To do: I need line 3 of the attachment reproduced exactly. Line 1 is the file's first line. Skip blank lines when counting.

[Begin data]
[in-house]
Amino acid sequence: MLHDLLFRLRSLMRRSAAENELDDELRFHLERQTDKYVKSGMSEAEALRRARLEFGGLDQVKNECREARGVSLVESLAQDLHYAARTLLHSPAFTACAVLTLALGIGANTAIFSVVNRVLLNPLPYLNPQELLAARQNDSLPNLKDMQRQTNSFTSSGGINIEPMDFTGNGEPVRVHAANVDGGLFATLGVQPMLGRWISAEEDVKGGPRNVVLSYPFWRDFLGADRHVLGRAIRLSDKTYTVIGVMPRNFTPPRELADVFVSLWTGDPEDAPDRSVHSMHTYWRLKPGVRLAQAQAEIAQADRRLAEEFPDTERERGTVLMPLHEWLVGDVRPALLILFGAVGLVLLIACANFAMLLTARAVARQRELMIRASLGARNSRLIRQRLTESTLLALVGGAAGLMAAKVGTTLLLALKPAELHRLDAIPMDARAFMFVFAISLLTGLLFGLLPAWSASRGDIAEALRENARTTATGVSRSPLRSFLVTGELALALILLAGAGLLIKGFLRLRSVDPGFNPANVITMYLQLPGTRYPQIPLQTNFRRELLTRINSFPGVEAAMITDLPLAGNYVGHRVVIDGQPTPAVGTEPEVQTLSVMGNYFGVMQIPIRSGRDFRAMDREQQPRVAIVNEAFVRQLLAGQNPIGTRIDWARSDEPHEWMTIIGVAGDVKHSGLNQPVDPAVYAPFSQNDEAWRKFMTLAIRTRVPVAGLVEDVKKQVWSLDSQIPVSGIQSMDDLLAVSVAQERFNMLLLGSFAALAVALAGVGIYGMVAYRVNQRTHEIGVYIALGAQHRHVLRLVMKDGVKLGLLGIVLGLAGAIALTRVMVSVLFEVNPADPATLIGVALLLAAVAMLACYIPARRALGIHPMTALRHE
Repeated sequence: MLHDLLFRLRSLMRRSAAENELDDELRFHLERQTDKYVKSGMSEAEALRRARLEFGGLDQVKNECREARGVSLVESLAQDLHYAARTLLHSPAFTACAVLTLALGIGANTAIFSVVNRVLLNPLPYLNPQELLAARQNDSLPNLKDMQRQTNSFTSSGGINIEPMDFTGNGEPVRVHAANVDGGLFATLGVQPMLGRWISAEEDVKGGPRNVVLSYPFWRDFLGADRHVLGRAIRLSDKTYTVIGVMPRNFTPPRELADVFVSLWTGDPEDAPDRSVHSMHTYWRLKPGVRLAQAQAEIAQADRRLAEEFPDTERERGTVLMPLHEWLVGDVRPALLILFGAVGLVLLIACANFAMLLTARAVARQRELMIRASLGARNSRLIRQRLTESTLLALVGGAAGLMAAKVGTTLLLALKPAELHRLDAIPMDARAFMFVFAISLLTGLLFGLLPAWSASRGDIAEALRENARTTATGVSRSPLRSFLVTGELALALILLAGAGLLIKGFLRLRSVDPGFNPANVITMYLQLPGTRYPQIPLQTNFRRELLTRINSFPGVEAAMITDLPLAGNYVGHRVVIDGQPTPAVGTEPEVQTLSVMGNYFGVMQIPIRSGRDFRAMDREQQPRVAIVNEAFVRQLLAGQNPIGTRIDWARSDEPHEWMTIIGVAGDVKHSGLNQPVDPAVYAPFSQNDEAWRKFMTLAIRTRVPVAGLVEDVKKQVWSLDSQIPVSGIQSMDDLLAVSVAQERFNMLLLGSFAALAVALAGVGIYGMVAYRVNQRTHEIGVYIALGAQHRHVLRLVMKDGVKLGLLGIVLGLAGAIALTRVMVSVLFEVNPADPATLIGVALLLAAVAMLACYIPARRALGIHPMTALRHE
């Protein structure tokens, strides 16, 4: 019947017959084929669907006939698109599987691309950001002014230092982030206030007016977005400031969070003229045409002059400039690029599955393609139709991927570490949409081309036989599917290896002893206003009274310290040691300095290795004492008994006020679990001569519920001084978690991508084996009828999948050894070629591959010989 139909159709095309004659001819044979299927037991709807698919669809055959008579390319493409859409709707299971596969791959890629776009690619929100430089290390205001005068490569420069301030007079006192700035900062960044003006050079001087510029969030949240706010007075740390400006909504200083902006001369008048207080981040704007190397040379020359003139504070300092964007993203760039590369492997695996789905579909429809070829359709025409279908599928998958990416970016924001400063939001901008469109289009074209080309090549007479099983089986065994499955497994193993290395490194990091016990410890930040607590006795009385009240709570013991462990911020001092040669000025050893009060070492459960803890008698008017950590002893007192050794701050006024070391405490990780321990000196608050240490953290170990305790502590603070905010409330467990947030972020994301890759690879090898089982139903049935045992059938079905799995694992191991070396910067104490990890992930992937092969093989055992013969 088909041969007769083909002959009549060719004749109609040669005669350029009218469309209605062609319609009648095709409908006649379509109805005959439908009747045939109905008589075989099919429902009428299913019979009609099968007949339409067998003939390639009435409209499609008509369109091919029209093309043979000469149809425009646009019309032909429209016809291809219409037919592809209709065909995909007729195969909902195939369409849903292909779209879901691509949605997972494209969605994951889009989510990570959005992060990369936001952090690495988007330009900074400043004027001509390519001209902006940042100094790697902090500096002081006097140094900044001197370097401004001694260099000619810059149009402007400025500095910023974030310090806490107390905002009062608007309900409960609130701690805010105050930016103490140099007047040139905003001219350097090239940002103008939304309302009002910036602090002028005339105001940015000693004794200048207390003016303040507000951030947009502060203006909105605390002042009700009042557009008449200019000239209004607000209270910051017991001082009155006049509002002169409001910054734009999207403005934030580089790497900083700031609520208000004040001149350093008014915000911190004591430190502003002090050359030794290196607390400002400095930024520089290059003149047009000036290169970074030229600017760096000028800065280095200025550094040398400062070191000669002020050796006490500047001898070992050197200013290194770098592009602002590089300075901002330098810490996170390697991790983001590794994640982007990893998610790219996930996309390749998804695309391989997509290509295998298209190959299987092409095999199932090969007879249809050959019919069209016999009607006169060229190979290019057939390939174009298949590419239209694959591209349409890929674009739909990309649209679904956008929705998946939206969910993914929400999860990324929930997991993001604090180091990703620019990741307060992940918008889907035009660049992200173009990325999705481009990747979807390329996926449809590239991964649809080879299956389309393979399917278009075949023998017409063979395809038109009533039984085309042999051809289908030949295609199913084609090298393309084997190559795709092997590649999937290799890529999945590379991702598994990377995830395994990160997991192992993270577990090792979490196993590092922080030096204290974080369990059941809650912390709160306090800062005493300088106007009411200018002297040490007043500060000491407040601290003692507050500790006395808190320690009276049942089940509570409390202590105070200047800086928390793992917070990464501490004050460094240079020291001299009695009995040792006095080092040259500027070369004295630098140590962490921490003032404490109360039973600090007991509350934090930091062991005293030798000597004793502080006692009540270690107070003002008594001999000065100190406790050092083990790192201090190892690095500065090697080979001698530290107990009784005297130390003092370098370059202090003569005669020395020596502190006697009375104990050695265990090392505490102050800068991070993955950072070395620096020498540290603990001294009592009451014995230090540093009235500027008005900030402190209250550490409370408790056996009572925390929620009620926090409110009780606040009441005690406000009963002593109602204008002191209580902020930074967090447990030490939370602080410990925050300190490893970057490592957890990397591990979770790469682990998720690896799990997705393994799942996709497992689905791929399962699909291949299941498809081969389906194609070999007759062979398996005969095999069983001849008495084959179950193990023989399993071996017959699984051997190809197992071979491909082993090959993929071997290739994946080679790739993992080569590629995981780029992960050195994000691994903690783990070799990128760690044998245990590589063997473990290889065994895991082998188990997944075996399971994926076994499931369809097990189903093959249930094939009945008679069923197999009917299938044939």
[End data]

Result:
Repeated sequence: MLHDLLFRLRSLMRRSAAENELDDELRFHLERQTDKYVKSGMSEAEALRRARLEFGGLDQVKNECREARGVSLVESLAQDLHYAARTLLHSPAFTACAVLTLALGIGANTAIFSVVNRVLLNPLPYLNPQELLAARQNDSLPNLKDMQRQTNSFTSSGGINIEPMDFTGNGEPVRVHAANVDGGLFATLGVQPMLGRWISAEEDVKGGPRNVVLSYPFWRDFLGADRHVLGRAIRLSDKTYTVIGVMPRNFTPPRELADVFVSLWTGDPEDAPDRSVHSMHTYWRLKPGVRLAQAQAEIAQADRRLAEEFPDTERERGTVLMPLHEWLVGDVRPALLILFGAVGLVLLIACANFAMLLTARAVARQRELMIRASLGARNSRLIRQRLTESTLLALVGGAAGLMAAKVGTTLLLALKPAELHRLDAIPMDARAFMFVFAISLLTGLLFGLLPAWSASRGDIAEALRENARTTATGVSRSPLRSFLVTGELALALILLAGAGLLIKGFLRLRSVDPGFNPANVITMYLQLPGTRYPQIPLQTNFRRELLTRINSFPGVEAAMITDLPLAGNYVGHRVVIDGQPTPAVGTEPEVQTLSVMGNYFGVMQIPIRSGRDFRAMDREQQPRVAIVNEAFVRQLLAGQNPIGTRIDWARSDEPHEWMTIIGVAGDVKHSGLNQPVDPAVYAPFSQNDEAWRKFMTLAIRTRVPVAGLVEDVKKQVWSLDSQIPVSGIQSMDDLLAVSVAQERFNMLLLGSFAALAVALAGVGIYGMVAYRVNQRTHEIGVYIALGAQHRHVLRLVMKDGVKLGLLGIVLGLAGAIALTRVMVSVLFEVNPADPATLIGVALLLAAVAMLACYIPARRALGIHPMTALRHE